Jhacova Williams - The Legacy of Southern Racism on Current Economic and Political Outcomes of Black Americans

Department of Economics Lecture Series on Inequality, Discrimination, and Opportunity, Monday, April 15, 2024, 5pm - 6pm, location Filene Auditorium (Moore Hall B13).

Lecture Recording (available to Dartmouth community)

Video: The Legacy of Southern Racism on Current Economic and Political Outcomes of Black Americans (lecture slides)


Can racist events in the past be linked to outcomes today? This presentation shows that racial animus, displayed by violent acts, is a quantifiable phenomenon. Specifically, we show that economic models can be used to estimate the immediate and lasting impact that racially violent acts had on the political and economic outcomes of Black individuals in the South. For instance, historically, one of the reasons that lynchings occurred was to discourage Black individuals from voting. We will discuss findings that show that in areas where the Conservative party lost a close election, lynchings of Black victims were nearly twice as likely to occur. Indicating elite influence, these losses simultaneously precipitated a rise in Black crime allegations in local Conservative-affiliated newspapers. Additionally, we discuss findings that show that Black individuals who currently reside in southern counties that experienced a relatively higher number of historical lynchings have lower voter registration rates today.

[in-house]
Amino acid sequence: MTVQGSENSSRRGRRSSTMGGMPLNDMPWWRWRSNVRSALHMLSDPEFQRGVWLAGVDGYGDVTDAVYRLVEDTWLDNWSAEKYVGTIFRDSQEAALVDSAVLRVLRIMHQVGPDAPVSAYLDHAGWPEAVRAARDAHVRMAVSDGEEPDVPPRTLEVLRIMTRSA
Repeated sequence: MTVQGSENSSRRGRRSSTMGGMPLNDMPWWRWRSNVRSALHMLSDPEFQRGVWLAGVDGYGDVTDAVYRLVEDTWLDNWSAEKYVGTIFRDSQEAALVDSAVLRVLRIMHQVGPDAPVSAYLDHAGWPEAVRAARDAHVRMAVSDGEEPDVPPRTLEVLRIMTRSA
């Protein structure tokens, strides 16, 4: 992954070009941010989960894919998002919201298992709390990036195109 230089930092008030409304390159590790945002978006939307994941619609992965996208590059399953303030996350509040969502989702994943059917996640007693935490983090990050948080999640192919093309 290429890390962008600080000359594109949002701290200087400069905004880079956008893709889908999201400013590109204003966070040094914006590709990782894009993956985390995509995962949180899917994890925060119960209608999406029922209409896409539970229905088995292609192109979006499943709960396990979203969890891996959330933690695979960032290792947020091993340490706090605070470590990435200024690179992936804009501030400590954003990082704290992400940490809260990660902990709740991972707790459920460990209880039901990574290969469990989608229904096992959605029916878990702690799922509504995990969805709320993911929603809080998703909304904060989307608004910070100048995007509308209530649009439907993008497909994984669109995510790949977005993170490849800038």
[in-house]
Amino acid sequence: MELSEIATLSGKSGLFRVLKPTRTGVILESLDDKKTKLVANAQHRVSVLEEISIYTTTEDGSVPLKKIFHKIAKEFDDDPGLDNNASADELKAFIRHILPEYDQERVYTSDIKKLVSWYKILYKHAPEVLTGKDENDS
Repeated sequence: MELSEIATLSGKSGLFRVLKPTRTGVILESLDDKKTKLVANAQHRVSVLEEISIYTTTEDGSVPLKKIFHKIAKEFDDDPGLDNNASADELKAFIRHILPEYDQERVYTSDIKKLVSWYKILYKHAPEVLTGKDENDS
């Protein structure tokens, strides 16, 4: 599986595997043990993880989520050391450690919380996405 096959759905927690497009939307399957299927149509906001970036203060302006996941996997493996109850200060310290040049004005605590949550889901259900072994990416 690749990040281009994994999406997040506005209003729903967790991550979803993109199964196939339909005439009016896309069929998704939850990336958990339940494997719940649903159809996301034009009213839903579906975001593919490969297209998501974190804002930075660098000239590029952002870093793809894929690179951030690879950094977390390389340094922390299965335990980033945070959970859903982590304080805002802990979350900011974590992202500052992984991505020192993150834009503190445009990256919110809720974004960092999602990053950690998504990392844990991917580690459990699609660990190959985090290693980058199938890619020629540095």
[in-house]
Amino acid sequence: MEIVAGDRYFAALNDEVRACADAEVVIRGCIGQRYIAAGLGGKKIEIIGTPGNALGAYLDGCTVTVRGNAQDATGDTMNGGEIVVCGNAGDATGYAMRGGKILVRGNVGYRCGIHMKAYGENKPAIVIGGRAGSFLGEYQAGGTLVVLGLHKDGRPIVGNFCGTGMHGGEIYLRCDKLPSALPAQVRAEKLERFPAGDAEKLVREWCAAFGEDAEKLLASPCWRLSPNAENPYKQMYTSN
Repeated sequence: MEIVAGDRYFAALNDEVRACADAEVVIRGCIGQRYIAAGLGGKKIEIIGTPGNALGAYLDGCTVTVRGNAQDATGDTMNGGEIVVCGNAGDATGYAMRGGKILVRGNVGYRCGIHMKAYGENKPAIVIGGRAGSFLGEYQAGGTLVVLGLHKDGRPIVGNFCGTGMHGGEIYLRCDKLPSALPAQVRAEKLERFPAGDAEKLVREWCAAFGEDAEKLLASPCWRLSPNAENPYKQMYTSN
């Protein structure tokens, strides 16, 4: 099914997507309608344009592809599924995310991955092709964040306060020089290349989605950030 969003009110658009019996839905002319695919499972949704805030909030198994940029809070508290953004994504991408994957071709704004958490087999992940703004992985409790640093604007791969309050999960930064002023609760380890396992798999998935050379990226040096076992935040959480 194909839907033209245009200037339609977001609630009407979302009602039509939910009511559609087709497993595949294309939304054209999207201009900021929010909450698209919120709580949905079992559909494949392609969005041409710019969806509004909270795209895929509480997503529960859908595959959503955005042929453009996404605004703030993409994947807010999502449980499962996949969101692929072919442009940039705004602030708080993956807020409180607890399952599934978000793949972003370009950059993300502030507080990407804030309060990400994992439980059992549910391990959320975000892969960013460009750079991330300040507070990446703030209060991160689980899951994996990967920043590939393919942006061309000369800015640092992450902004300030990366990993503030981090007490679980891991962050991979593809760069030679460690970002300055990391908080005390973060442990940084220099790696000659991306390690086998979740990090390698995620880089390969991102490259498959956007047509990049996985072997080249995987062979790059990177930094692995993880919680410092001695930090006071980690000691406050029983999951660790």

Jhacova Williams is an applied microeconomist focusing primarily on economic history and cultural economics. Her previous work has examined Southern culture and the extent to which historical events have impacted the political behavior and economic outcomes of Southern Black Americans. Recent examples include historical lynchings and the political participation of Blacks; and Confederate symbols and Black-White labor market differentials. She has also done a series of projects investigating the role of structural racism in shaping racial economic disparities in labor markets. Williams received a B.S. in mathematics from Xavier University of Louisiana, a M.S. in applied mathematics from the University of Maryland, College Park, and a Ph.D. in economics from Louisiana State University. She is an assistant professor in the Department of Public Administration and Policy at American University and worked at Xavier University of Louisiana, Clemson University, the Economic Policy Institute, and RAND Corporation before joining the faculty at American University.